October monitoring 08 014

Lyme’s Pinnacle – Conserved!

On Highbridge Road in Lyme, a small parking area was plowed out several weeks ago. Along a singletrack trail through the woods, posted signs came down. “This really is the start of something special,” says Upper Valley Land Trust president, Jeanie McIntyre. “About 100 Lyme families who enjoy the trails and views from Lyme’s Pinnacle have restored access to the land and created a permanent fund for stewardship.”

     Over 240 acres and 4.5 miles of trails have been conserved.

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Map of newly conserved area around Lyme Pinnacle. New parking area denoted on map with red star.

     The campaign to establish the Lyme Pinnacle Stewardship Fund has been a new approach for UVLT. Typically conservacies raise money to buy land or protective conservation easements. Often there’s an urgency to secure the land. Then funds to actively manage trails and steward the recreational features are solicited from trail users later. However, land conservancies have found it challenging to raise adequate funds for trail stewardship after the fact. In this case, full funding of the plan for public access was the essential element from the start. Trail users came forward as donors to make it happen. We were able to raise more than $150,000 for the permanent fund.

Pinnacle View

Summer views from the top of Pinnacle.

     Pinnacle isn’t the tallest hill in Lyme, but it might be the most beloved. Located in the center of the town, it can be seen from many locations, and it boasts 360 degree views from the open, flat ledges at the summit. For most of the last century, Pinnacle was accessible via a network of old roads and trails. The landowners allowed people to pass through the fields and woods to the summit. But several years ago, “Posted” and “No Trespassing” signs prevented access on some popular trails. After the death of longtime landowner Hellen Darion last spring, the future of the trails and views at Pinnacle was uncertain.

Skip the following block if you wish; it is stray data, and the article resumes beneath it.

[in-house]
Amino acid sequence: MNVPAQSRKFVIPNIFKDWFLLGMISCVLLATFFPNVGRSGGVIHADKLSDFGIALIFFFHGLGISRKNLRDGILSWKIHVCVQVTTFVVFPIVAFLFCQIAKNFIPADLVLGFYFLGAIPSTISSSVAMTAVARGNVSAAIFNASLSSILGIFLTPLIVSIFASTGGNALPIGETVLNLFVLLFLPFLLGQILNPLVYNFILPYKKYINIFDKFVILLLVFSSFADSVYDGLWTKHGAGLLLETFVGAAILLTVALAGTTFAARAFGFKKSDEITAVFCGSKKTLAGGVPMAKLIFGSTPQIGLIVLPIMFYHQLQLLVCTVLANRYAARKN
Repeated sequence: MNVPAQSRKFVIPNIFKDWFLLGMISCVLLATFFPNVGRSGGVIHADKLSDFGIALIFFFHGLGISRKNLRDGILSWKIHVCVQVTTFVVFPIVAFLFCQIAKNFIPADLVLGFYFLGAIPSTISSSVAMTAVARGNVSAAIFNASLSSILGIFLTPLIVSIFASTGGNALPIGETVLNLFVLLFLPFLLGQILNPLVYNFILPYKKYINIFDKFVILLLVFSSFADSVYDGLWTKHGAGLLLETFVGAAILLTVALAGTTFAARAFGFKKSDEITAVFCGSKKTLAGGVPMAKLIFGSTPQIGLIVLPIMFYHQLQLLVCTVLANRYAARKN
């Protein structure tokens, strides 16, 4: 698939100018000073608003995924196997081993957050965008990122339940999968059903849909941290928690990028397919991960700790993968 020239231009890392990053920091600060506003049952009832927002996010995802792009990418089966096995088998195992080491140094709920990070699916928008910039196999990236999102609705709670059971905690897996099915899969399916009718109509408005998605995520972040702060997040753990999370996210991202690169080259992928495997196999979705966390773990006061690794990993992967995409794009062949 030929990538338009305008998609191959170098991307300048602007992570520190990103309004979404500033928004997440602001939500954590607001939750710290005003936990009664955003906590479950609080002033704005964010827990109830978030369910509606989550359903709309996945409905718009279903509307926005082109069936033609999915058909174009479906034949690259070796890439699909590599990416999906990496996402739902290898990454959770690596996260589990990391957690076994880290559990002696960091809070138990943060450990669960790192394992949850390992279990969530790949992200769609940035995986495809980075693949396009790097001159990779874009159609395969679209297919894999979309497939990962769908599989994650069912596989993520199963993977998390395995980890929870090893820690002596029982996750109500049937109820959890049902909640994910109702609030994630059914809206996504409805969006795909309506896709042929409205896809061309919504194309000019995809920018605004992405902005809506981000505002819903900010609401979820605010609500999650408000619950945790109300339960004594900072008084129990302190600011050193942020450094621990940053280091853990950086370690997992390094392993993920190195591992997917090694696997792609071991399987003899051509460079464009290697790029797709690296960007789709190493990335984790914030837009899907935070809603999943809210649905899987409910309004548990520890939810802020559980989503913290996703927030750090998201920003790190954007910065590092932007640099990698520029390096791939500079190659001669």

UVLT was actively engaged in finding new owners for the Darion land and an adjoining property that had been owned by Carol Grumman. Manning Rountree and Kendall Hoyt bought both parcels and  agreed to conserve the land and allow the Upper Valley Land Trust to manage the trails, fields and views, if UVLT established a dedicated, permanent fund for mowing, trail and view maintenance, and creation of a parking area.

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The trail head from Horton Lane to the top of Pinnacle is already blazed and signed.

     The fundraising announcement was sent by mail to all Lyme postal addresses just after Thanksgiving asking for contributions to the stewardship fund for the property. In just four weeks, we met the goal, and were able to sign and record the conservation easement just before Christmas, protecting 240 acres of forest, fields, scenic views, and trails.  

     “We had donations from almost 100 households. There are 705 households in Lyme. That shows you how much people really love and appreciate this place. We even got donations from two little girls from Massachusetts who come apple-picking here when they visit their aunt. They sent $30 cash from their allowances.”

Oswald Donation Writing Oswald Donation Picture

Oswald Donation Scan

     In late December 40 people gathered on a cold day at the top of Pinnacle to celebrate together and thank each other for the gift they had given to one another. Early in the new year, UVLT will be marking boundaries and installing trail signs.

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Jeanie McIntyre, President, and Peg Merrens, Vice President of Conservation show the crowd the pen and ink drawings of the panorama from the top of the Pinnacle, drawn in 1966, by Dartmouth geographer and Lyme artist Jack Wright.